With South Africa’s consistent rolling blackouts, President Cyril Ramaphosa at his annual State of the Nation Address (SONA) held in Cape Town yesterday said that the country is in the “grip of a profound energy crisis, the seeds of which were planted many years ago”. Ramaphosa announced last night at SONA that plans have been put in place to appoint a Minister of Electricity to address the increasing power cuts in the country. Experts, organizations and the people are weighing in on this decision, with some calling it a “joke” and “a bad idea”.
For almost a year now, South Africa’s primary electricity supplier, Eskom, has been effecting rolling blackouts, known as load-shedding, jumping between stage 3 (a power outage of two hours) to stage 6 (no power up four hours).
In Ramaphosa’s address to the nation, the president stated that the National Disaster Management Centre has classified the energy crisis and its impact as a disaster.
“We are therefore declaring a national state of disaster to respond to the electricity crisis and its effects,” Ramaphosa said. “The state of disaster will enable us to provide practical measures that we need to take to support businesses in the food production, storage and retail supply chain, including for the rollout of generators, solar panels and uninterrupted power supply.”
This then led to his announcement to “fundamentally transform the electricity sector to achieve long-term energy security” by appointing a minster of electricity. Ramaphosa told all those in attendance that experts have agreed that this plan is the most realistic route to end load-shedding.
The minister, according to Ramaphosa, will work with the Eskom board and management on ending load-shedding and ensuring that the Energy Action Plan is implemented without delay.
“We cannot undo the mistakes that were made in the past, the capacity that was not built, the damage that was done to our power plants due to a lack of maintenance, or the effects of state capture on our institutions. What we can do is to fix the problem today, to keep the lights on tomorrow and for generations to come.”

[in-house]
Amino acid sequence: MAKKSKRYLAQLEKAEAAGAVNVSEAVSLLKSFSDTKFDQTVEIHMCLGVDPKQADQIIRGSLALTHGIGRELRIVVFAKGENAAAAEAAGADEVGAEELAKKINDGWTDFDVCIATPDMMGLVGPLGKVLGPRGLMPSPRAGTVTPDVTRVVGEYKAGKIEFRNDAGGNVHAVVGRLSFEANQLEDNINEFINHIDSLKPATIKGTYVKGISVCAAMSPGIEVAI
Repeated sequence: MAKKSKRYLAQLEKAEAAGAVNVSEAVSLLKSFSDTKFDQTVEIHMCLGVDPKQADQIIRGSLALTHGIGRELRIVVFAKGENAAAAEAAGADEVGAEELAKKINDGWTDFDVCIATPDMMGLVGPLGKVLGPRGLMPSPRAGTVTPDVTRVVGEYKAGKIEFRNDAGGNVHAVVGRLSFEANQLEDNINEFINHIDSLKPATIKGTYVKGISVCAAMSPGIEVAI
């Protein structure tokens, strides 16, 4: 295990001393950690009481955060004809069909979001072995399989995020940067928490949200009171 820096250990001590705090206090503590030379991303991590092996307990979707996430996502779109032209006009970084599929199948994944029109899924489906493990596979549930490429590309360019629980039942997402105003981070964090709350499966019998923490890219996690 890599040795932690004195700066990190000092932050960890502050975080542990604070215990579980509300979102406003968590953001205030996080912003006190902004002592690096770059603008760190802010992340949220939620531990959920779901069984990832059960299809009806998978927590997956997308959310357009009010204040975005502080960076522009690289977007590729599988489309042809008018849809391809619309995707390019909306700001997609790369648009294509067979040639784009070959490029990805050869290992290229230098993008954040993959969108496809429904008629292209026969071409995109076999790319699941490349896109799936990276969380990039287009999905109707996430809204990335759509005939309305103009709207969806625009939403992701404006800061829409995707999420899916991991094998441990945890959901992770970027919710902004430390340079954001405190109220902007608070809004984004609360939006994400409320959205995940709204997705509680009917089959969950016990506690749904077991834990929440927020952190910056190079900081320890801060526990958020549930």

Business Unity South Africa (Busa), a non-profit representing cross-cutting organized business interests in South Africa, said in a statement they “are not convinced that declaring a State of Disaster will help address the crisis”.
“It must be seen as a low point in the life of our society that mismanagement and lack of governance has created circumstances in which a State of Disaster has to be declared,” said Cas Coovadia, BUSA CEO, in the statement. “We believe the appointment of a Minister for Electricity in the office of the President is a bad idea that will add to the confusion and turf wars rather than solve the problem. It is yet another example of failure to take bold decisions and opting instead for the soft but expensive option of adding another ministry rather than holding those ministers responsible for the crisis accountable.”
The crisis has already had a big knock-on effect on businesses which, according to expert Chris Blair, has an impact on the productivity of employees which subsequently has a negative effect on their income.
Blair, the CEO of 21st Century, a remuneration and HR consulting company in Africa, adds in a statement that South Africa currently is losing R900 million ($50 million) per day because of power outages.
“One of the most immediate impacts of inconsistent power on the South African economy is decreased productivity,” Blair says. “Power outages and fluctuations can lead to significant downtime for businesses and industries, particularly those that rely heavily on technology and machinery, such as manufacturing and tech companies.”
Blair says that right now, it is essential that government and other stakeholders take steps to ensure that power systems are reliable and consistent, to protect the economy and the wellbeing of citizens.
“By prioritizing the development and maintenance of reliable power systems and educating citizens on energy conservation, we can work to mitigate the effects of inconsistent power and create a more stable and prosperous economy for all.”
Distraught South Africans immediately took to Twitter to express their views on the president’s announcement:
A transition to a low-carbon economy that could cost up R1.5 trillion
In his speech, the President also announced plans that fall part of the process to ensure energy security.
“Through the Just Energy Transition Investment Plan, R1.5 trillion ($845 billion) will be invested in our economy over the next five years in new frontiers such as renewable energy, green hydrogen and electric vehicles,” Ramaphosa says.
“The energy crisis is an existential threat to our economy and social fabric…”
“We will emerge from this crisis with an electricity system that is more efficient, more reliable and more competitive.”